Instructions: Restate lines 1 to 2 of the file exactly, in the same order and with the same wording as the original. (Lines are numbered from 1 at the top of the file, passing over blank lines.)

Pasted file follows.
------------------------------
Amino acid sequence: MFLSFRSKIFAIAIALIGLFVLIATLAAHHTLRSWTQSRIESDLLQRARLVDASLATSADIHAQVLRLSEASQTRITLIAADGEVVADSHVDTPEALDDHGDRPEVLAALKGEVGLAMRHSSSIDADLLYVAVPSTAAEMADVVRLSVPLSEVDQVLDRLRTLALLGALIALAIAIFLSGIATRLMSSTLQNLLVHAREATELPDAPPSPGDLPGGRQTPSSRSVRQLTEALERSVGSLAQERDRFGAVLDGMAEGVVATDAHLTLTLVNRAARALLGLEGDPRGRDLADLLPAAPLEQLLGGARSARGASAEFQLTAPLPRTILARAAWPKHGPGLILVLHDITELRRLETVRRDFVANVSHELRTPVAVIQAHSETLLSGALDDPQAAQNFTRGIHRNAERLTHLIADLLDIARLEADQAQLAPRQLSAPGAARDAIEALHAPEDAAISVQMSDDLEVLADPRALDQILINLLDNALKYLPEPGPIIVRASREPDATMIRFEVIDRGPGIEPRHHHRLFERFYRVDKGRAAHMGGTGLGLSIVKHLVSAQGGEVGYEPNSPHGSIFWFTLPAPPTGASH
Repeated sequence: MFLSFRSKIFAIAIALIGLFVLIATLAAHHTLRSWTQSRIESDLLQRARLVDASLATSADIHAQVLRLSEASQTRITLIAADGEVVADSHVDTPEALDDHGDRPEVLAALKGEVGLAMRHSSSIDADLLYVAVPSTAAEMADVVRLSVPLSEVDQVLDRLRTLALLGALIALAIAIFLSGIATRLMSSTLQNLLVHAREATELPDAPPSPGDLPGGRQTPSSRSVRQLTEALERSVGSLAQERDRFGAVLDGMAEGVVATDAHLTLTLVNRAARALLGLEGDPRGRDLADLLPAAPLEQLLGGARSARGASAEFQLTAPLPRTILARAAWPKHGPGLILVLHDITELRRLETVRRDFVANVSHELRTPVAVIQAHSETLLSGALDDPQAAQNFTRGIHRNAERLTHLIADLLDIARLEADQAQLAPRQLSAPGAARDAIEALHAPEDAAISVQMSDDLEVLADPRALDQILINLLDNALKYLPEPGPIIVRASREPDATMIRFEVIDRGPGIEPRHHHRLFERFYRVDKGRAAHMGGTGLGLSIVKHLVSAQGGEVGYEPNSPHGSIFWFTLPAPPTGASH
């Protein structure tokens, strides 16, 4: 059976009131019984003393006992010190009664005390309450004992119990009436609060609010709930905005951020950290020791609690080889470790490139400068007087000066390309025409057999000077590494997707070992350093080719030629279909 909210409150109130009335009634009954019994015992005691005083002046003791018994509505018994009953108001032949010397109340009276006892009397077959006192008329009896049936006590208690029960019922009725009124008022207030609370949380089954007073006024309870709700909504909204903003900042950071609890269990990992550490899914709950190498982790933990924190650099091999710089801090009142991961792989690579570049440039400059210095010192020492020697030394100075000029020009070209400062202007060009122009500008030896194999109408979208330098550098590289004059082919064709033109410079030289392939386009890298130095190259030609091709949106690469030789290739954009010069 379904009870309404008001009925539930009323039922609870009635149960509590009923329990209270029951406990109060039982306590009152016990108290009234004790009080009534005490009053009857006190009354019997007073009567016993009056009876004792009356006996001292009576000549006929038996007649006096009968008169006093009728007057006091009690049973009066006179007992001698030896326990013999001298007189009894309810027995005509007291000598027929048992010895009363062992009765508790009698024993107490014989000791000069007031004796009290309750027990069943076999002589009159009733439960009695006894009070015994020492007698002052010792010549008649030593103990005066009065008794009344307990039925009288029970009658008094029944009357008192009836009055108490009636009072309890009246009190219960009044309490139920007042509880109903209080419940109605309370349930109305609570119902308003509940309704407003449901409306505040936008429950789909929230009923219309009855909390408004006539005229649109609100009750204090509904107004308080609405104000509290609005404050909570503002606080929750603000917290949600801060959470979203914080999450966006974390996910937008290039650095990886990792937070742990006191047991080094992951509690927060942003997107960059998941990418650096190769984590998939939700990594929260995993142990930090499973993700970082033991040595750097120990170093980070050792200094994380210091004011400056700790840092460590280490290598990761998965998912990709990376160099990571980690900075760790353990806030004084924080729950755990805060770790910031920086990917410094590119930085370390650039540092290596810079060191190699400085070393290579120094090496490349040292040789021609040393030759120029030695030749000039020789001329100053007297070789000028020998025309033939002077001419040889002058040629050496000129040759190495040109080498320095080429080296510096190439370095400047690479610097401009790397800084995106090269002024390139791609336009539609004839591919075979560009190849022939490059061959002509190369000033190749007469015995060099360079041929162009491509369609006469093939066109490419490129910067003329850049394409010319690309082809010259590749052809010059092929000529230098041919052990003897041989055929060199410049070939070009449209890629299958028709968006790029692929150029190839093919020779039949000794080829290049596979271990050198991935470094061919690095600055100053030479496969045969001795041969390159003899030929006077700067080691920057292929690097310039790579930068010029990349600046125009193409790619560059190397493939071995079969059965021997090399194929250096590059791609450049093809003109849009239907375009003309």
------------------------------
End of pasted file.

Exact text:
Amino acid sequence: MFLSFRSKIFAIAIALIGLFVLIATLAAHHTLRSWTQSRIESDLLQRARLVDASLATSADIHAQVLRLSEASQTRITLIAADGEVVADSHVDTPEALDDHGDRPEVLAALKGEVGLAMRHSSSIDADLLYVAVPSTAAEMADVVRLSVPLSEVDQVLDRLRTLALLGALIALAIAIFLSGIATRLMSSTLQNLLVHAREATELPDAPPSPGDLPGGRQTPSSRSVRQLTEALERSVGSLAQERDRFGAVLDGMAEGVVATDAHLTLTLVNRAARALLGLEGDPRGRDLADLLPAAPLEQLLGGARSARGASAEFQLTAPLPRTILARAAWPKHGPGLILVLHDITELRRLETVRRDFVANVSHELRTPVAVIQAHSETLLSGALDDPQAAQNFTRGIHRNAERLTHLIADLLDIARLEADQAQLAPRQLSAPGAARDAIEALHAPEDAAISVQMSDDLEVLADPRALDQILINLLDNALKYLPEPGPIIVRASREPDATMIRFEVIDRGPGIEPRHHHRLFERFYRVDKGRAAHMGGTGLGLSIVKHLVSAQGGEVGYEPNSPHGSIFWFTLPAPPTGASH
Repeated sequence: MFLSFRSKIFAIAIALIGLFVLIATLAAHHTLRSWTQSRIESDLLQRARLVDASLATSADIHAQVLRLSEASQTRITLIAADGEVVADSHVDTPEALDDHGDRPEVLAALKGEVGLAMRHSSSIDADLLYVAVPSTAAEMADVVRLSVPLSEVDQVLDRLRTLALLGALIALAIAIFLSGIATRLMSSTLQNLLVHAREATELPDAPPSPGDLPGGRQTPSSRSVRQLTEALERSVGSLAQERDRFGAVLDGMAEGVVATDAHLTLTLVNRAARALLGLEGDPRGRDLADLLPAAPLEQLLGGARSARGASAEFQLTAPLPRTILARAAWPKHGPGLILVLHDITELRRLETVRRDFVANVSHELRTPVAVIQAHSETLLSGALDDPQAAQNFTRGIHRNAERLTHLIADLLDIARLEADQAQLAPRQLSAPGAARDAIEALHAPEDAAISVQMSDDLEVLADPRALDQILINLLDNALKYLPEPGPIIVRASREPDATMIRFEVIDRGPGIEPRHHHRLFERFYRVDKGRAAHMGGTGLGLSIVKHLVSAQGGEVGYEPNSPHGSIFWFTLPAPPTGASH